Budget ax to cut department

By Rob Heselbarth

The budget ax has fallen again as NIU will be phasing out a department which serves almost 200 students because financial pressures won’t allow the university to meet accreditation requirements.

NIU Provost Kendall Baker announced Friday that the department of Library and Information Studies will be phased out by 1994. NIU cannot meet demands by the American Library Association’s Committee on Accreditation, he added.

“We will be moving into a phased change in that department,” Baker said.

“The principal reason (for the phasing out) is we have had extreme pressure from the ALA to provide various enhancement for the department which we can’t do because of financial situations,” Baker said.

The ALA has requested another full-time faculty member, another secretary and added graduate student support in order to meet accreditation standards, Baker said.

“Because of the economy and the way it is, the only realistic solution is to phase out the department over the next two years,” said James Lankford, dean of the College of Professional Studies.

Students in the strictly graduate-level program expressed their unhappiness with the decision. “I don’t understand (NIU President John) La Tourette’s agenda for closing departments,” said Kerin Putnam, a student in the department. “Where are (NIU’s) priorities?”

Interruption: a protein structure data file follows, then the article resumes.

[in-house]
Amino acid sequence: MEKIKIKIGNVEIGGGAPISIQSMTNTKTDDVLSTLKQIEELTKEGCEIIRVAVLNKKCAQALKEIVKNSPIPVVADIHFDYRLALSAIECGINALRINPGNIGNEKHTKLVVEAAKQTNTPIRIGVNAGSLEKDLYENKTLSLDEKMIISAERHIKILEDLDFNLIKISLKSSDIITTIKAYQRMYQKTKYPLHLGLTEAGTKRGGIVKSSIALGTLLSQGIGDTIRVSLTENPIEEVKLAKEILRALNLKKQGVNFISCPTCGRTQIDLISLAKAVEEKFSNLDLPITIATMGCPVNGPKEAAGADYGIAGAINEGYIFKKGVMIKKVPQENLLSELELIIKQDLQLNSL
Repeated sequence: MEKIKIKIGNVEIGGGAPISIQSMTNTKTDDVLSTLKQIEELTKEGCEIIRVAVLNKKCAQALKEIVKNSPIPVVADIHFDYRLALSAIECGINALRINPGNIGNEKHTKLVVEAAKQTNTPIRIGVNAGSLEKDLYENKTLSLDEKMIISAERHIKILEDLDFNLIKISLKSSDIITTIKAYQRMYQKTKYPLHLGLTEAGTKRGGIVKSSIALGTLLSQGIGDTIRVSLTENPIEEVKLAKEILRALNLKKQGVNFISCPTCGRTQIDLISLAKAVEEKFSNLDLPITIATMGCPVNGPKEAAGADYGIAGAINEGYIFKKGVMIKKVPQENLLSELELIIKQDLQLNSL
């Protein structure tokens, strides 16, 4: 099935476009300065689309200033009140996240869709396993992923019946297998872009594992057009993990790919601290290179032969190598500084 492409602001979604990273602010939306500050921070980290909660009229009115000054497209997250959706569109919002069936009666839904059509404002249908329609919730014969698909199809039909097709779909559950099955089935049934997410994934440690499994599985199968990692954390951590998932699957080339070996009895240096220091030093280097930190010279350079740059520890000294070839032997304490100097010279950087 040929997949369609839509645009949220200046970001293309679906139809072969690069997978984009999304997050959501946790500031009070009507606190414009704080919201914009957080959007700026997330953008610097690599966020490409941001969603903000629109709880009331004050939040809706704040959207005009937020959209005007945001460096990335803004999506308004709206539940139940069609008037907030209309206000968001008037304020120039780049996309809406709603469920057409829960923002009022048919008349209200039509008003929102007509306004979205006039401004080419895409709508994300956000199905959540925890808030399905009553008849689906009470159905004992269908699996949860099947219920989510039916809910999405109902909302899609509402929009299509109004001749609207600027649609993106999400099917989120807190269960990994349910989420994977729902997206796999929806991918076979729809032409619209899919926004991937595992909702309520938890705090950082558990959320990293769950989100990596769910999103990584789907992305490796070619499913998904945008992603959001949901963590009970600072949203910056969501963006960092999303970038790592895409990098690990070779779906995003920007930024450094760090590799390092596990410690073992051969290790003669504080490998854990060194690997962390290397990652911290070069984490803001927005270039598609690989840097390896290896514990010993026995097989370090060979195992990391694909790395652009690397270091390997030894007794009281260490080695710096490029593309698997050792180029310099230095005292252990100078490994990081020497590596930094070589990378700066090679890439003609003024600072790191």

The closing of the department will allow all 181 graduate students who are currently enrolled in the master’s program to finish their degree requirements by 1994.

However, it will affect the faculty who work in the department.

“There are four tenured faculty we will be working with to try and keep them with the university,” Lankford said.

“We have mailed letters to students who are already in the program, and to those students who are considering entering, to inform them of the changes,” he said.

“Our main concern is to allow an educational process to continue while dealing with the faculty during the phase out,” Lankford said. “We will remain accredited during the phase out.”

The department’s Chair Cosette Kies said the program is in high demand with a waiting list to get in. About 40 to 50 people a year graduate from their program, she added.

By the time the program is ended, it will claim nearly 1,000 alumni since it began in 1961, Kies said. It has been accredited by the ALA since 1967.